for any block x in the window in which a repair request was received, setting ωxx+(logz Nx)/k, where Nx is the number of repair requests received for block x, z represents the logarithm base, and setting Mx to the greatest repair packet sequence number requested for block x;
setting AW to the largest ωx obtained for all blocks in the window, and setting BW to the average of Mx for each block x having at least one repair request;
if no repair requests were received for any of the preceding W blocks, setting ωii−1−Dk/2, where D is the period of the data transmission rate;
if a repair request was received for at least one block in the window, calculating ωi to have a value ωi=ω′H(1−α)+AWα, where ω′=ωi−1 x(1−α)+BWα, and where α is decay constant 0<α≦1; and
setting ρii.
9. The method of claim 8, wherein W is 8, the logarithm base z is 10, and α is 0.25.
10. A method for a receiver to receive a multicast transmission of blocks of data packets from a multicasting sender, the method comprising:
insuring to a probability ρ that the receiver will receive enough data packets and repair packets to recover the data packets of a block no later than a deadline time by estimating the end-to-end loss of packets from the sender to the receiver; and
initiating proactive forward error correction with the sender to compensate for the estimated loss of packets and to meet the deadline time with a probability not less than ρ, the proactive forward error correction causing the sender to send previously-unsent repair packets for the block.
11. The method of claim 10, wherein the loss of packets is estimated using a loss model of the end-to-end transmission losses of packets from the sender to the receiver.
12. The method of claim 10, wherein the receiver is one of a plurality of receivers in a multicast group receiving the multicast transmission.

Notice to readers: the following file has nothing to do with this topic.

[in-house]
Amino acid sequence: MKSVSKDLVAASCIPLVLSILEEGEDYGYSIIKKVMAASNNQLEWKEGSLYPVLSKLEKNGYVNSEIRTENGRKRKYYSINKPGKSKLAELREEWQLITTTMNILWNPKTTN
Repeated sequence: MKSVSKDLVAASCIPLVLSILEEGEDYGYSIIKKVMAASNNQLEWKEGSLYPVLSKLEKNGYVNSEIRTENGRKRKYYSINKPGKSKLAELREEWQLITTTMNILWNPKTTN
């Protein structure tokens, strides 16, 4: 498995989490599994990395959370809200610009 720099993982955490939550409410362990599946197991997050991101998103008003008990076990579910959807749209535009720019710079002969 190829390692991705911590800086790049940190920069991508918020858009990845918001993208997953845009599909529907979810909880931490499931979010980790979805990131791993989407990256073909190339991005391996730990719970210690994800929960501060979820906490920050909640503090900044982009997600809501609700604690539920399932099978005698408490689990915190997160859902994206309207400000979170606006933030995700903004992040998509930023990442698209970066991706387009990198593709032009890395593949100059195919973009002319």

13. The method of claim 10, wherein the receiver insures the probability ρ is met regardless of any deadlines or probabilities of any other receivers of the multicast stream of data packets.
14. A method for a receiver in a multicast receiver group to receive data, comprising:
receiving from a multicasting sender the packets of a block of packets comprising k≧1 data packets and zero or more repair packets, wherein any of the data packets and repair packets provide sufficient information to recover the k data packets and wherein each of the packets has a sequential sequence number denoting the ordinal position of the packet in the block;
calculating a number of repair packets desired by the receiver; and
calculating the sequence number of the last of any repair packets desired by the receiver.
15. The method of claim 14, wherein calculating the sequence number of the last of any repair packets desired by the receiver comprises:
calculating an estimate of S−U, where S is the maximum sequence number sent by the sender and U is the number of data and repair packets that are underway to the receiver that will be received; and
calculating the sequence number of the last of any repair packets desired by the receiver to satisfy the relationship: sequence number=S−U+d, where d is the number of packets desired by the receiver.
16. The method of claim 15, wherein d=n, n being the difference between k, the number of packets the receiver needs, and the number of packets the receiver has received.
17. The method of claim 15, wherein d=m, m being a number of packets greater than the difference between k, the number of packets the receiver needs, and the number of packets the receiver has received.
18. The method of claim 15, wherein the estimate of S−U is the largest sequence number received by the receiver.
19. The method of claim 15, wherein the estimate of S−U is the larger of the largest sequence number received by the receiver and the largest sequence number requested in a repair request broadcast by another receiver in the receiver group.
20. The method of claim 17, wherein the estimate of S−U is the larger of the largest sequence number received by the receiver and the largest sequence number requested in a repair request broadcast by another receiver in the receiver group.
21. The method of claim 14, further comprising:
sending to the sender a repair request requesting the identified repair packets by their sequence numbers.
22. The method of claim 14, further comprising:
sending to the sender a repair request requesting the identified repair packets by the sequence number of the last one of them.